6/9/2022 – Sofia Rose Wolman, presentation for Massachusetts Peace Action program on the Treaty on the Prohibition of Nuclear Weapons
Ban the Bomb: A Stop along the Way to Abolition
For this portion, all views expressed are my own, and I’ll offer some reflections on Banning the
Bomb as a Stop along the Way to Abolition.
In Hiroshima and Nagasaki, in 2013, I learned the world Abolition in a new way.
Before, describing those fighting for their lives free from bondage, liberated of chattel slavery, a
business of profit over everything it means to be human, the common sense of family ties.
Then, there in Japan in the context of a world reeling from colonization, neoliberal capitalism,
nuclear-age militarism, and anthropocentrism – Abolition calling us beyond these profit-seeking institutions of domination and exploitation and violence.
Before I had not integrated the meaning of nuclear weapons – The cruelty they cause, threaten, and perpetuate, Financial and great power political interests that punish those colonized and exploited with un-ending toil, starvation, proxy wars, the sickness of bodies and minds burned by corrupt ethical frameworks, borne of perverted spiritual teachings.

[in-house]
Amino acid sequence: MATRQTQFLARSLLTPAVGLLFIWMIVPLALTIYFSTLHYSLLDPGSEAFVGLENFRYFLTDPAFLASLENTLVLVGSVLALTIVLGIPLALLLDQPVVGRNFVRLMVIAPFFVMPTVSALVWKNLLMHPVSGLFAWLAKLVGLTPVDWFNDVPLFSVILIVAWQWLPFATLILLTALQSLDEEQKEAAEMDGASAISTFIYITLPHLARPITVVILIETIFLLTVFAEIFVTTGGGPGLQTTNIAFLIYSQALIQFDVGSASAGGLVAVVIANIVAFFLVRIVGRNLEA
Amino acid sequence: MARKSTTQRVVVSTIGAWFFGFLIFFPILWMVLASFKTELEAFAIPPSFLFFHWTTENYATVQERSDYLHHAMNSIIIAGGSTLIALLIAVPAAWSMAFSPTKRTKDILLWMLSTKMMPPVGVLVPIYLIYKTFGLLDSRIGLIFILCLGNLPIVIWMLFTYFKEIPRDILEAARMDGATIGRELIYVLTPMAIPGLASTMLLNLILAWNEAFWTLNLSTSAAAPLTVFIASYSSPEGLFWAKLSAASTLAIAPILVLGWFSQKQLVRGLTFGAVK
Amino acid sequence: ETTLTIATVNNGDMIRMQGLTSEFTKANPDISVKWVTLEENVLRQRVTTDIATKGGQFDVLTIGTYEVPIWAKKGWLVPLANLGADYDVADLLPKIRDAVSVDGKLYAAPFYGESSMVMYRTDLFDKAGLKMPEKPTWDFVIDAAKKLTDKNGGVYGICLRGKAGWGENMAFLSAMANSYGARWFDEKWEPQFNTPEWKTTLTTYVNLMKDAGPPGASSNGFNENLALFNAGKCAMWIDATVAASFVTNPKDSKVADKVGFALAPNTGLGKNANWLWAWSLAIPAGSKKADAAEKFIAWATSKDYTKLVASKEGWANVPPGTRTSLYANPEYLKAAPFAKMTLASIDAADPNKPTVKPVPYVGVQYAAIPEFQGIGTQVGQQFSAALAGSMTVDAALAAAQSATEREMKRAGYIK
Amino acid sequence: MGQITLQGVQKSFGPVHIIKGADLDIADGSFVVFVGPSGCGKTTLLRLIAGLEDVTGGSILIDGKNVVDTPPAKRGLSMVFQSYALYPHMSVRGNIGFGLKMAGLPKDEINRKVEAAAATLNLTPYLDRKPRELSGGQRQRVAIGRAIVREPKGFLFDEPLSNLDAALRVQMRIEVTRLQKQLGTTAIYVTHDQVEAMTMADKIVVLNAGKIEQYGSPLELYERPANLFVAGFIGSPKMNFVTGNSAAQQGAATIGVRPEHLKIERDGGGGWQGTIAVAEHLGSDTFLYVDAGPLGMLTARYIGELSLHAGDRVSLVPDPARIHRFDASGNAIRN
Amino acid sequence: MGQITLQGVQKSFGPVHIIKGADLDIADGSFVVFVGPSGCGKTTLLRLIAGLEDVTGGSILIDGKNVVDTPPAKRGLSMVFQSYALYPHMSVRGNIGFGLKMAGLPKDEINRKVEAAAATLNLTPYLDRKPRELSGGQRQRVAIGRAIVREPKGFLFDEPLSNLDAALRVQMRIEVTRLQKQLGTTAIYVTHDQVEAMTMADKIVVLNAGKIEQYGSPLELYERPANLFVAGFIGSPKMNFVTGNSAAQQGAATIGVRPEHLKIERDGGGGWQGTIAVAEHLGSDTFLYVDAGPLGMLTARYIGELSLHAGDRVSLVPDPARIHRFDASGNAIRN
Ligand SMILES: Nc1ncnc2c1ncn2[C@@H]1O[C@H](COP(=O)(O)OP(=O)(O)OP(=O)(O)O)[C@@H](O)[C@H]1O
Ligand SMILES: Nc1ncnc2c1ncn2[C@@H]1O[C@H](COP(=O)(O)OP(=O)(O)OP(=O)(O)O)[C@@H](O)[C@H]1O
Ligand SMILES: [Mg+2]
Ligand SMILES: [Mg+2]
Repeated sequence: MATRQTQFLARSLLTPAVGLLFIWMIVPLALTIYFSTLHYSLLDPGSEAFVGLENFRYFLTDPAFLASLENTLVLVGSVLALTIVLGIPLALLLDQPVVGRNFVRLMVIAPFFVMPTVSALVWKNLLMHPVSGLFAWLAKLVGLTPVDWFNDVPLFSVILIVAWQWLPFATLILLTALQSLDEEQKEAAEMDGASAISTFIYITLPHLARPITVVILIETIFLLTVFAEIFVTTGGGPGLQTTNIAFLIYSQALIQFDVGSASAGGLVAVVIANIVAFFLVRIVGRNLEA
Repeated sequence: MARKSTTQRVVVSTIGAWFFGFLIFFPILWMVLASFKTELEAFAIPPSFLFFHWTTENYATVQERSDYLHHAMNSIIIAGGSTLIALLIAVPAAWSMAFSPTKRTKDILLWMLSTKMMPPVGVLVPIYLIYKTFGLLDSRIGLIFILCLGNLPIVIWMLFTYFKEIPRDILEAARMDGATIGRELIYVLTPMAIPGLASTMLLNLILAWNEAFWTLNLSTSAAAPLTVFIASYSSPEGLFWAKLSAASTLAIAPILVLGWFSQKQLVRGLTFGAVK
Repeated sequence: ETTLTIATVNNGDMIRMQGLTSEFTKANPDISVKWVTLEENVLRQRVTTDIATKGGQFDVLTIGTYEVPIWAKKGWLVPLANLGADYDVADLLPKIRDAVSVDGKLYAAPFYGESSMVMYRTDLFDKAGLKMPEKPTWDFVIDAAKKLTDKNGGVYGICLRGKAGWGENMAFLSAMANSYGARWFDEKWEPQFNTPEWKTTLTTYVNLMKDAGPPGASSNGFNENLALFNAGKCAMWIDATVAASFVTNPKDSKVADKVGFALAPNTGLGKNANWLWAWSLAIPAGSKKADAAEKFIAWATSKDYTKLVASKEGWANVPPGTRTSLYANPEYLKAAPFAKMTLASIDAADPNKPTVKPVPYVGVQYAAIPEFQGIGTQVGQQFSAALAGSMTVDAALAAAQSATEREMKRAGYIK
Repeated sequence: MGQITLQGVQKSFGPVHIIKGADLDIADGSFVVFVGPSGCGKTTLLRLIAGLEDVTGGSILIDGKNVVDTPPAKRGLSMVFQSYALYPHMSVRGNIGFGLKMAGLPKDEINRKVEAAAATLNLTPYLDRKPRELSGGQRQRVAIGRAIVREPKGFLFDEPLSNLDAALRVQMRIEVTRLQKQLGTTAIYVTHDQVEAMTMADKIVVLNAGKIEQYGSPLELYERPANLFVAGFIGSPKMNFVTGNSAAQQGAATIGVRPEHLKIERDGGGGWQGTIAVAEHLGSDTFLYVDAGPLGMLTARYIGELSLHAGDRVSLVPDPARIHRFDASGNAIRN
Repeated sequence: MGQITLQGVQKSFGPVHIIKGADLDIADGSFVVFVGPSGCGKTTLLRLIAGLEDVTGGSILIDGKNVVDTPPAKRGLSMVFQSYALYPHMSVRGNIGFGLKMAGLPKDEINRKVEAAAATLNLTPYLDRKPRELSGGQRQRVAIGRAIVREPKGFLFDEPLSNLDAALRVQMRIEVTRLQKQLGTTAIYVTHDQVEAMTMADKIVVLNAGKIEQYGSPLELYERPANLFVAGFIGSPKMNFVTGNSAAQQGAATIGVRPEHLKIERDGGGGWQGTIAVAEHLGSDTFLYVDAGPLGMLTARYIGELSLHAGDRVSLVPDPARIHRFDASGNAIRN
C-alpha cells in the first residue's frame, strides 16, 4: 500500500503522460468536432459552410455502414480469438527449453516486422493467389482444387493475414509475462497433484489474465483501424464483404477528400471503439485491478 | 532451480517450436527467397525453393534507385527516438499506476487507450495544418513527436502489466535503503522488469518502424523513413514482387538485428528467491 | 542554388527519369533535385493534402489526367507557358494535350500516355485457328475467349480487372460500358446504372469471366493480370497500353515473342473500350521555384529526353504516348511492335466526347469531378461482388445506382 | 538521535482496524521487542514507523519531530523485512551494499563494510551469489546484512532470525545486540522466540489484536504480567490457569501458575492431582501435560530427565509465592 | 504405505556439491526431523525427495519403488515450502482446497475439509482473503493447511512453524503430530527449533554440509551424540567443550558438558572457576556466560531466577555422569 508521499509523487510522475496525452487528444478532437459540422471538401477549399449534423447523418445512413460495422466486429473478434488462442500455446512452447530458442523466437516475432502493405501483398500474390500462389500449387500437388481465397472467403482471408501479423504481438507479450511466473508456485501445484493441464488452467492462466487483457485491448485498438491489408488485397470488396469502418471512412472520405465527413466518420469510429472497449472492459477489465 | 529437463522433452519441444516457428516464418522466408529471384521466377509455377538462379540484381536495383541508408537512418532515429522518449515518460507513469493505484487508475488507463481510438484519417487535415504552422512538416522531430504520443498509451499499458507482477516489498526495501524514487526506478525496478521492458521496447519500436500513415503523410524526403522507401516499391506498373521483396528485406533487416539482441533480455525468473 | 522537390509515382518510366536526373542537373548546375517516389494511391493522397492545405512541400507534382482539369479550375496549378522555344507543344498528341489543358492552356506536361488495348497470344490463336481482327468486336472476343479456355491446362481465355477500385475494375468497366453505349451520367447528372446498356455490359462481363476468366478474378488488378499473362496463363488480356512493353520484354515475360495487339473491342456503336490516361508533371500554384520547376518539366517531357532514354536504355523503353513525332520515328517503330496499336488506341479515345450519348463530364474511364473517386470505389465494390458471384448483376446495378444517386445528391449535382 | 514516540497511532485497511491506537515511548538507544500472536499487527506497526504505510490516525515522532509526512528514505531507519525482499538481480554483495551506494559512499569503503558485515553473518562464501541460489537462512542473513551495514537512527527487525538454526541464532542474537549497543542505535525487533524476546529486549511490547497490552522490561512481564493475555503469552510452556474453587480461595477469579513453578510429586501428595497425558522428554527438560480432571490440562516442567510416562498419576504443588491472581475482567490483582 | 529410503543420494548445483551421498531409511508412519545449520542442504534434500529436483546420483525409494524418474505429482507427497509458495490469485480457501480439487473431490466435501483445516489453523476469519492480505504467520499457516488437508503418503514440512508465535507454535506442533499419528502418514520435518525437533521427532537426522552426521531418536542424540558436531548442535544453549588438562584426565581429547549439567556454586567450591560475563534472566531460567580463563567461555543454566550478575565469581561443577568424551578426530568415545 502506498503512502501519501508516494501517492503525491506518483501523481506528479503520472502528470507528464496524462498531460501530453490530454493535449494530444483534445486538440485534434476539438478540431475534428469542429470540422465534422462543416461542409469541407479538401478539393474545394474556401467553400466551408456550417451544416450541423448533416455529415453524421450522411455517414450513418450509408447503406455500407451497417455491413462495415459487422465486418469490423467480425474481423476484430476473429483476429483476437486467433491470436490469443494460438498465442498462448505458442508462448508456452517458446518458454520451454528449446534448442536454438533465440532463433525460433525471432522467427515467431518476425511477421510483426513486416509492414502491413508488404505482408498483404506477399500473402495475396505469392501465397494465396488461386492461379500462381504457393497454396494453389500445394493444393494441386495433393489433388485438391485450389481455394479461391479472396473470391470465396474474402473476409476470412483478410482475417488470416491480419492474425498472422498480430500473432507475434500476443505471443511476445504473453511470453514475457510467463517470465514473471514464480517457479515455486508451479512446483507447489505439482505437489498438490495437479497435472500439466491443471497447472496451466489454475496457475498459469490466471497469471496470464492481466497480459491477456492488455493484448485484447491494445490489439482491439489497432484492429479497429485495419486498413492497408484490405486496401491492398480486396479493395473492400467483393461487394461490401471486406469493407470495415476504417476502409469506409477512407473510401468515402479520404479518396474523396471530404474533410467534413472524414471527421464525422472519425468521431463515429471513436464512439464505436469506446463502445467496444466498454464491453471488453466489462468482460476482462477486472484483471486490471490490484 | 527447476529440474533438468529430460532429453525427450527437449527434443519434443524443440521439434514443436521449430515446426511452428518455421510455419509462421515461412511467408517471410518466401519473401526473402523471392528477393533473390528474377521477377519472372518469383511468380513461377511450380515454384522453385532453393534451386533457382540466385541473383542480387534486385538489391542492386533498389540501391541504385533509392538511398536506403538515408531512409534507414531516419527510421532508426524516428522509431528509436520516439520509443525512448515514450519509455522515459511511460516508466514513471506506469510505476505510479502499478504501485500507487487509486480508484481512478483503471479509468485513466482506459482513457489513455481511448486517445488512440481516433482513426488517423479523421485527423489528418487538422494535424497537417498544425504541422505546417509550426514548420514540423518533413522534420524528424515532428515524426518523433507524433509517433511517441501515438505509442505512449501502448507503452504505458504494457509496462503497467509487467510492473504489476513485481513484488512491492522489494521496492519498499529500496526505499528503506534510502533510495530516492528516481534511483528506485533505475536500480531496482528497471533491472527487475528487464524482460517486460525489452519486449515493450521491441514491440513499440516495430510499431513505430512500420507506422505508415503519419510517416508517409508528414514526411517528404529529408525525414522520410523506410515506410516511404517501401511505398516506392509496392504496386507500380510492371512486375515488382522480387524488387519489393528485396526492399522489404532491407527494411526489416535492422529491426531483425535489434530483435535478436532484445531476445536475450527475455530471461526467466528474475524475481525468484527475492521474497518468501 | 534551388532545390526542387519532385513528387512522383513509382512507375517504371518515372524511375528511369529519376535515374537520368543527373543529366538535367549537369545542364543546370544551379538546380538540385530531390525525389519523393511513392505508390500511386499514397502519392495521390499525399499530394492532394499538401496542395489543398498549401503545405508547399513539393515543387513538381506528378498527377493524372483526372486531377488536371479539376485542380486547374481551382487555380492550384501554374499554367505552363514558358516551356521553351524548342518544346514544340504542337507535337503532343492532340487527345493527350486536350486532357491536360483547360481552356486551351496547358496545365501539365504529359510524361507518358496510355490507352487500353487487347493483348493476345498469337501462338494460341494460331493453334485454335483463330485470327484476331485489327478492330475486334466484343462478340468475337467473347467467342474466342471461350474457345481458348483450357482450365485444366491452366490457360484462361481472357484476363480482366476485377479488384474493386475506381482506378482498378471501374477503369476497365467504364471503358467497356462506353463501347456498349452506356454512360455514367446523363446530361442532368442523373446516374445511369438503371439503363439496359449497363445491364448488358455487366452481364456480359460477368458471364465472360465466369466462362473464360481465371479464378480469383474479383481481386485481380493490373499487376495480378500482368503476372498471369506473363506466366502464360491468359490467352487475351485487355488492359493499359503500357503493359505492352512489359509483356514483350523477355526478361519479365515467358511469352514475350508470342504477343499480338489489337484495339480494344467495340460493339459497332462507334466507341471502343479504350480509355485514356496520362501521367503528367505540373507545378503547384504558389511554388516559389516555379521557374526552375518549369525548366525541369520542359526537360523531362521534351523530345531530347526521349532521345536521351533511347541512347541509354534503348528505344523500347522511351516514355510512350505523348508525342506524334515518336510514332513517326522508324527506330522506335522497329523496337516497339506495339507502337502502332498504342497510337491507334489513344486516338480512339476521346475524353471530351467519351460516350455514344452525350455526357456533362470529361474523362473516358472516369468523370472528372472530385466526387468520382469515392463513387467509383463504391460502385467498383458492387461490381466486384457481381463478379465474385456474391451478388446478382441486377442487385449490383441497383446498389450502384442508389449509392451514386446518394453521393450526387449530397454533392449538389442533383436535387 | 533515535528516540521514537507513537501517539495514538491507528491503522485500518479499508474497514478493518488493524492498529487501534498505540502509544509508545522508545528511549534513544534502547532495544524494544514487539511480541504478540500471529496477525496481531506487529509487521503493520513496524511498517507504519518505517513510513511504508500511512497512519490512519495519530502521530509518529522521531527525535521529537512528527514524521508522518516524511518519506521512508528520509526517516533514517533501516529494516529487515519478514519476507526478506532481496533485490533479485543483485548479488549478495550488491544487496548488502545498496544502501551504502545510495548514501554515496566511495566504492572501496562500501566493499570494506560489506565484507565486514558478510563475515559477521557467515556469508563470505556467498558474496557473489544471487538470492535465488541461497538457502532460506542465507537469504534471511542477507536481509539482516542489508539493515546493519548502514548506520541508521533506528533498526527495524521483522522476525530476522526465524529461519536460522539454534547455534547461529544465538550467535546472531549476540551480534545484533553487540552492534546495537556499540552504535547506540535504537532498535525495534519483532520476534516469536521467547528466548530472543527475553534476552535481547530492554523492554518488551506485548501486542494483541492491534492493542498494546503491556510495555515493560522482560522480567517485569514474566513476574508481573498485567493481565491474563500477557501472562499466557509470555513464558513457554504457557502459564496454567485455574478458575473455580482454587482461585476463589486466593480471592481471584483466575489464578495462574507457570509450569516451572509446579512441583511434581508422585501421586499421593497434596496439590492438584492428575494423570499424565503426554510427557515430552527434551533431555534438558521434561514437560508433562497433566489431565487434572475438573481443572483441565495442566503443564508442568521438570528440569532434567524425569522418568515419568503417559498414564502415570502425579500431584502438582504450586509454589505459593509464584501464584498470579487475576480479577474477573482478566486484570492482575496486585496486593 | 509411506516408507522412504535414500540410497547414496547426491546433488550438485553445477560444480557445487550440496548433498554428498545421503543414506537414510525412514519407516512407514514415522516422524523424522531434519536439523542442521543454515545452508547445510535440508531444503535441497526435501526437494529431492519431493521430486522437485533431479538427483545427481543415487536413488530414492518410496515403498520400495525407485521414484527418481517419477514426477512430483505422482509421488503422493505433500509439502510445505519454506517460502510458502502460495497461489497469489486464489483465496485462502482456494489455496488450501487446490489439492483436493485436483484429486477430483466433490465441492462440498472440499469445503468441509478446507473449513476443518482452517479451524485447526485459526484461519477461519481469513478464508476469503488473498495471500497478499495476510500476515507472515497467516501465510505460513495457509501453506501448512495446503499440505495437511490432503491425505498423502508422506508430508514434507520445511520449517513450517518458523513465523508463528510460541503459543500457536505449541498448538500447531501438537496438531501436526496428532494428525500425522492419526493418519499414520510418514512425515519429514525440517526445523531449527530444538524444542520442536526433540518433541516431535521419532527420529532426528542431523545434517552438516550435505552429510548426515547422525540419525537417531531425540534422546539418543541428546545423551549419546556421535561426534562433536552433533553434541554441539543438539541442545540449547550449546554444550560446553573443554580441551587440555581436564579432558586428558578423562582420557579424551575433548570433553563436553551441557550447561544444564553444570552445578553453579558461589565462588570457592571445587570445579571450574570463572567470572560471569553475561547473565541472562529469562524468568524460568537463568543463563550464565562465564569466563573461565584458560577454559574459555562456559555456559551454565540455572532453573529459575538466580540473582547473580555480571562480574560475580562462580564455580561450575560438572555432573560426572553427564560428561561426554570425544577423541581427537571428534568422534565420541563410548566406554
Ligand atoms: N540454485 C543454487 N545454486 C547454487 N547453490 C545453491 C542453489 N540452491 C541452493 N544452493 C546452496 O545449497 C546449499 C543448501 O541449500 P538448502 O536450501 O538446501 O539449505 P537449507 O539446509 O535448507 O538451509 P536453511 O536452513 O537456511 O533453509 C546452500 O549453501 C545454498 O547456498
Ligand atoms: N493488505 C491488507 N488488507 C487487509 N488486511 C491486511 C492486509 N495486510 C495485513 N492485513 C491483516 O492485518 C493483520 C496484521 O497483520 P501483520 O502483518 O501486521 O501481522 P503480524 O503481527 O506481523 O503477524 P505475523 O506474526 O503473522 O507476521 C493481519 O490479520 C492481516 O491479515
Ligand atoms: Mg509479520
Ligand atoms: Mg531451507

Pondering their indiscriminate killing, I wondered just when a civilian becomes a combatant, any way. [I lost a friend soon after, that grief of death, then found Jesus who showed me the errors of Just War theory, killing in the name of the Prince of Peace who loved forgiveness and everyone, but hated domination, exploitation, and condemnation.]
In Hiroshima and Nagasaki I encountered thousands of people who worked for what I had before
assumed was impossible, and met hibakusha who experienced hell on Earth, who had seen babies born without bones, calling loudly for abolition. Ban the Bomb! No More Hiroshimas! No
More Nagasakis! No More Bikinis! But not only that,
Just 2 years before, the devastating nuclear disaster at the Fukushima Daiichi nuclear power plant was forcing demands at the World Conference Against Atomic and Hydrogen Bombs further; once a division within the movement, I heard calls to Abolish nuclear power too. No more Fukushimas! But not only that,
Calls to shut down U.S. military bases from Guam to the Philippines to Okinawa, with stories
ranging from horrific sexual and gender violence to widespread environmental contamination;